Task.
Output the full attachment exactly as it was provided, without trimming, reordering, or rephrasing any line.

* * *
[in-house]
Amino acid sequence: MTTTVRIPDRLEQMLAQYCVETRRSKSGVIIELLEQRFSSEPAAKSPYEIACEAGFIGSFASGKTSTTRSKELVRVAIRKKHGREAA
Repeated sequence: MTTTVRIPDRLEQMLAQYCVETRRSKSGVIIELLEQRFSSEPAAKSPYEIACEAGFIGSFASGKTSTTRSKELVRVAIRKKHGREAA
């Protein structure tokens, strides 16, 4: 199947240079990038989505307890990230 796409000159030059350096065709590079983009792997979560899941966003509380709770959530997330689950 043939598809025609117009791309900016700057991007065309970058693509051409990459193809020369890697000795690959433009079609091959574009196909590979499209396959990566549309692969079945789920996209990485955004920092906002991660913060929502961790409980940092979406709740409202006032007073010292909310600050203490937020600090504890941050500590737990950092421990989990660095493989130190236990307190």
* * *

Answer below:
[in-house]
Amino acid sequence: MTTTVRIPDRLEQMLAQYCVETRRSKSGVIIELLEQRFSSEPAAKSPYEIACEAGFIGSFASGKTSTTRSKELVRVAIRKKHGREAA
Repeated sequence: MTTTVRIPDRLEQMLAQYCVETRRSKSGVIIELLEQRFSSEPAAKSPYEIACEAGFIGSFASGKTSTTRSKELVRVAIRKKHGREAA
């Protein structure tokens, strides 16, 4: 199947240079990038989505307890990230 796409000159030059350096065709590079983009792997979560899941966003509380709770959530997330689950 043939598809025609117009791309900016700057991007065309970058693509051409990459193809020369890697000795690959433009079609091959574009196909590979499209396959990566549309692969079945789920996209990485955004920092906002991660913060929502961790409980940092979406709740409202006032007073010292909310600050203490937020600090504890941050500590737990950092421990989990660095493989130190236990307190």